By Jonathon Van Maren
Legendary pro-life activist Joseph M. Scheidler breathed his last on the morning of January 18, 2021, at the age of 93, surrounded by his family. Known to the movement as the “Godfather of Pro-Life Activism,” Scheidler fought abortion from the sidewalk to the Supreme Court (as the subtitle of his memoir Racketeer for Life memorably put it), and during his career he met everyone from President Ronald Reagan to Pope John Paul II. To know Joe even a little was to love him, and to lose him is to mourn a hero who fought for the lives of the unborn for nearly half a century. It is hard to believe he is gone.
Scheidler was always offended by injustice, and during his involvement with the civil rights movement, he marched from Selma to Montgomery with Dr. King. He had a thriving career in public relations when, in November of 1972, he was confronted by the reality of abortion. At the suggestion of his wife, Ann, Scheidler attended an anti-abortion rally in Chicago headlined by Congressman Henry Hyde. He was given a pamphlet, and inside was a photo taken at a Canadian hospital of a garbage bag filled with dead babies. One of them, he told me when we last spoke, looked just like his son Eric (who now runs the Pro-Life Action League in his father’s place). It was the catalyst for a lifetime of activism.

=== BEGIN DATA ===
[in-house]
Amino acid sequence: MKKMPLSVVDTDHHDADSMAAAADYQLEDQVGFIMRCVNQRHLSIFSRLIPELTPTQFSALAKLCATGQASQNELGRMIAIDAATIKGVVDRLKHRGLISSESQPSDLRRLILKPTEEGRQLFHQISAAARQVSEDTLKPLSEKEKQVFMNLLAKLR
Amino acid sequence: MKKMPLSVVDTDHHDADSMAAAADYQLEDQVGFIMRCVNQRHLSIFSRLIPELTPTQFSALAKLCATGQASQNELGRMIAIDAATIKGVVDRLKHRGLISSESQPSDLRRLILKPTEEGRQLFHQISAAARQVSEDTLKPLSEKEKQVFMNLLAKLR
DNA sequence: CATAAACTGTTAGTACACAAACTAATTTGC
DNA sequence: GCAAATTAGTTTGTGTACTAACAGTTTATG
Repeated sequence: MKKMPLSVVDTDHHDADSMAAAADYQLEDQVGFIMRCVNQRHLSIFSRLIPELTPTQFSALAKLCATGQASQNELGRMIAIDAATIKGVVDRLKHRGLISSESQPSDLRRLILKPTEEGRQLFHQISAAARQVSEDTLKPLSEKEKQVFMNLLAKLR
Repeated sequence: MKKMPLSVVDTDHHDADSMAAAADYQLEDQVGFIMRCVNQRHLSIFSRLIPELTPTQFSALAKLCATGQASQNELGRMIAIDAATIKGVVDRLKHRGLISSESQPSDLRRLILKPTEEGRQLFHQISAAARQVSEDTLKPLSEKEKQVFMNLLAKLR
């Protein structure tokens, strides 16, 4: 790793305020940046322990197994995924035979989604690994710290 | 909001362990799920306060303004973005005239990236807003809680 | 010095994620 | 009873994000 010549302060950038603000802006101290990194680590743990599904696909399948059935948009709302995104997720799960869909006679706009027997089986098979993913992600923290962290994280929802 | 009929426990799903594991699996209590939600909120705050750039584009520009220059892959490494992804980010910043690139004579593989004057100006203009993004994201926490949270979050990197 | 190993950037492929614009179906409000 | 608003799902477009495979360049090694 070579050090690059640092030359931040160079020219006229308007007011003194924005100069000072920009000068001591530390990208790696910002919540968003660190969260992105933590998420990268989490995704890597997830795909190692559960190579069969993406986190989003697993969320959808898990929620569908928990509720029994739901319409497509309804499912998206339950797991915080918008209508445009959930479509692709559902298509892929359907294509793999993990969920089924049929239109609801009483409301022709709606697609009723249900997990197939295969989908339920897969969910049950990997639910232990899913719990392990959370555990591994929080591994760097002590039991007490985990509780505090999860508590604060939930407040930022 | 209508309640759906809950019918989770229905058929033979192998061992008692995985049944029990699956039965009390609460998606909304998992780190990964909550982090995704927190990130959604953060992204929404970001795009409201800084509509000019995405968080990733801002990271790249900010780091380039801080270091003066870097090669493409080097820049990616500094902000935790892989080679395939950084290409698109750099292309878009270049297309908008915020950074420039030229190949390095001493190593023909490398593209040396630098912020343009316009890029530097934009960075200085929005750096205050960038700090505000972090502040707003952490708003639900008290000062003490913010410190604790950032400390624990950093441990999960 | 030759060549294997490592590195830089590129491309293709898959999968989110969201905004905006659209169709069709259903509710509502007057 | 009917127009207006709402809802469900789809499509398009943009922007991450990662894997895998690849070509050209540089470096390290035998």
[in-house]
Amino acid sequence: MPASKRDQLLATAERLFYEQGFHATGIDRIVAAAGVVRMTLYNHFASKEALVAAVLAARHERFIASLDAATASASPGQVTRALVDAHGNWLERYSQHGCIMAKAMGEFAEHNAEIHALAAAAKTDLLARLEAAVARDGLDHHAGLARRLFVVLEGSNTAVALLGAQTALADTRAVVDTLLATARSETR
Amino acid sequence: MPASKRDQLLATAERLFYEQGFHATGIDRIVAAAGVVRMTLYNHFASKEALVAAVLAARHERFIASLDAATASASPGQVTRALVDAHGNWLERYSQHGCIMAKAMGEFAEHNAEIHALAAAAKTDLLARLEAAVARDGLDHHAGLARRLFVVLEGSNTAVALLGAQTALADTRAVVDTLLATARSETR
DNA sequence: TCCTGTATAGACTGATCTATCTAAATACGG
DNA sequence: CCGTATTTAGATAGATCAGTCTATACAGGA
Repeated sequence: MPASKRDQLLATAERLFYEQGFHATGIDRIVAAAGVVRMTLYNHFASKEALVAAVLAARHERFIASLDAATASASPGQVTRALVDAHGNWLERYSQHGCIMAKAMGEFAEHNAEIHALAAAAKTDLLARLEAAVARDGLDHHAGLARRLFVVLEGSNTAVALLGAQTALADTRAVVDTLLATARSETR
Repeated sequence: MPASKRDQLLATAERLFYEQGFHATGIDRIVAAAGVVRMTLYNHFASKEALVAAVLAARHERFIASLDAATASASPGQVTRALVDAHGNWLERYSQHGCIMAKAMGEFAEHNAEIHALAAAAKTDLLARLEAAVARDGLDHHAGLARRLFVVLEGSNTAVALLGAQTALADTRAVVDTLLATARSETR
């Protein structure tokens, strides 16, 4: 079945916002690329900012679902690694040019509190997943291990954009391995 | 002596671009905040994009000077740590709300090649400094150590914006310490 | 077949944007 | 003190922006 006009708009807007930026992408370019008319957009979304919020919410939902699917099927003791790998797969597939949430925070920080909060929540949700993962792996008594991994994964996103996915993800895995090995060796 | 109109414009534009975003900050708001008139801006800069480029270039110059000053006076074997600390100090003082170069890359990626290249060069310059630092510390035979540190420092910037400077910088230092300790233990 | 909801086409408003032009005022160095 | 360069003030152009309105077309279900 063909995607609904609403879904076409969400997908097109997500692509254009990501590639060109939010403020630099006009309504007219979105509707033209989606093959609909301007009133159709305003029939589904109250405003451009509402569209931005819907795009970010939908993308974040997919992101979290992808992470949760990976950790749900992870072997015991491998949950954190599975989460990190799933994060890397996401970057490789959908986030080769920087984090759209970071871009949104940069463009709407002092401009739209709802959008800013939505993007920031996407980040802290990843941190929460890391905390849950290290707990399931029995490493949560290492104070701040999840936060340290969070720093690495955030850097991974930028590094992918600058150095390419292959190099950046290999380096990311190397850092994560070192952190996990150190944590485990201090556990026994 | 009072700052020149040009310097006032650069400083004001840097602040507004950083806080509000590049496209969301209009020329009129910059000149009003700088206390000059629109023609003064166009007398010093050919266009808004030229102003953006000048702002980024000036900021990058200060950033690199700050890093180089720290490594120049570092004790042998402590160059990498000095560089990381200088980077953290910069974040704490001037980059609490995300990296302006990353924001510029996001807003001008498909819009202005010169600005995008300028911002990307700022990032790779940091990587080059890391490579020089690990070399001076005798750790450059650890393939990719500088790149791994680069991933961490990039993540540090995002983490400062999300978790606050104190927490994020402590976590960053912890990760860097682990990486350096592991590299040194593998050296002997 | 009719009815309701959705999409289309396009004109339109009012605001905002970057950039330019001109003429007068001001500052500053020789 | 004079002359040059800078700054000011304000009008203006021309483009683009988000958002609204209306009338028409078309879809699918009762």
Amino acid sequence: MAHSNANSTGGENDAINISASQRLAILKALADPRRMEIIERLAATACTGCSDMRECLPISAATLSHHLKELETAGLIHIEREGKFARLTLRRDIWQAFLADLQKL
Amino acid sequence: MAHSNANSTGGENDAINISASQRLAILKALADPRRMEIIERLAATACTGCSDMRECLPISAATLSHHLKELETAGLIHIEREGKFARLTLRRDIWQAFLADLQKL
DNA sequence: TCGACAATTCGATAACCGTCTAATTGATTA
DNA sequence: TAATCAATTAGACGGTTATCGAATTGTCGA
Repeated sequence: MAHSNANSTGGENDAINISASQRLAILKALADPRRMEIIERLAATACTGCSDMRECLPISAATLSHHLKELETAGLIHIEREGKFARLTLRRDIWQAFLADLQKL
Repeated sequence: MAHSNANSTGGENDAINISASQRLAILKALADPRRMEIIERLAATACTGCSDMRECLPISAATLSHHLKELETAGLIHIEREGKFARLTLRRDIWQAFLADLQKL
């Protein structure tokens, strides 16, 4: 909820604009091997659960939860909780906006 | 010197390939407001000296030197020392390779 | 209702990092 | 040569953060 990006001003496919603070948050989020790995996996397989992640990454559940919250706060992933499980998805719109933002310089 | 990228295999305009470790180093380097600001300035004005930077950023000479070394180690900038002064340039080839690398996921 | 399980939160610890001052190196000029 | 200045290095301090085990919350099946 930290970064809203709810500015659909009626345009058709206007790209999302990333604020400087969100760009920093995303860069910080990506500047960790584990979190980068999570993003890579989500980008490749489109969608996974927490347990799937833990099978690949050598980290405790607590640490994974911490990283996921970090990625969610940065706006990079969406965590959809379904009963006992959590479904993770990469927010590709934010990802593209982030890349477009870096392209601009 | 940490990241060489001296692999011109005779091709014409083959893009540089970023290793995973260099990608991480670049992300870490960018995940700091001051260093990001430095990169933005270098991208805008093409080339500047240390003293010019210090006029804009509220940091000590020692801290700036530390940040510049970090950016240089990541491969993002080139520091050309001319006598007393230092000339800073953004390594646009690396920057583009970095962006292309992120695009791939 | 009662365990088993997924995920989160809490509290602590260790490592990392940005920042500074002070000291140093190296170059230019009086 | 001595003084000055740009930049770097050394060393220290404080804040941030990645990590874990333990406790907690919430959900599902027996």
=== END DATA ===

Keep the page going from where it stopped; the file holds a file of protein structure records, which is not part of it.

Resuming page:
Scheidler began working full-time with Illinois Right to Life, but his bold tactics made less confrontational activists uneasy. Scheidler, with his signature fedora and bullhorn, wanted to wake America from her lethal slumber. He publicly displayed photographs of abortion victims; he gave speeches; he picketed clinics (some shut down); he relentlessly dragged reluctant eyes back to the truth that most preferred to forget. Patrick Buchanan called him the “Green Beret” of the pro-life movement. In 1980, he founded the Pro-Life Action League. His organization would eventually spawn copycat groups across the country, and in 1985, Scheidler published his first book, titled Closed: 99 Ways to Stop Abortion.
Scheidler describes many extraordinary moments in his 2016 memoir, but the most powerful is his account of retrieving garbage bags filled with aborted babies with fellow activist Monica Miller. One by one, he and the other rescuers photographed the dead children. One stuck with him: “It was a baby boy of at least six months gestation, cut to pieces by the abortionist,” he wrote. “We took him and laid out his broken body on a paper towel.” On May 6, 1987, pro-life activists carried the aborted children they had taken from the trash by hearse to the front of the clinic where they had been killed and gently laid them out on long tables. Passersby—and the press—were stunned.
In a culture where children are treated as trash, Scheidler understood, Christians must become trash collectors.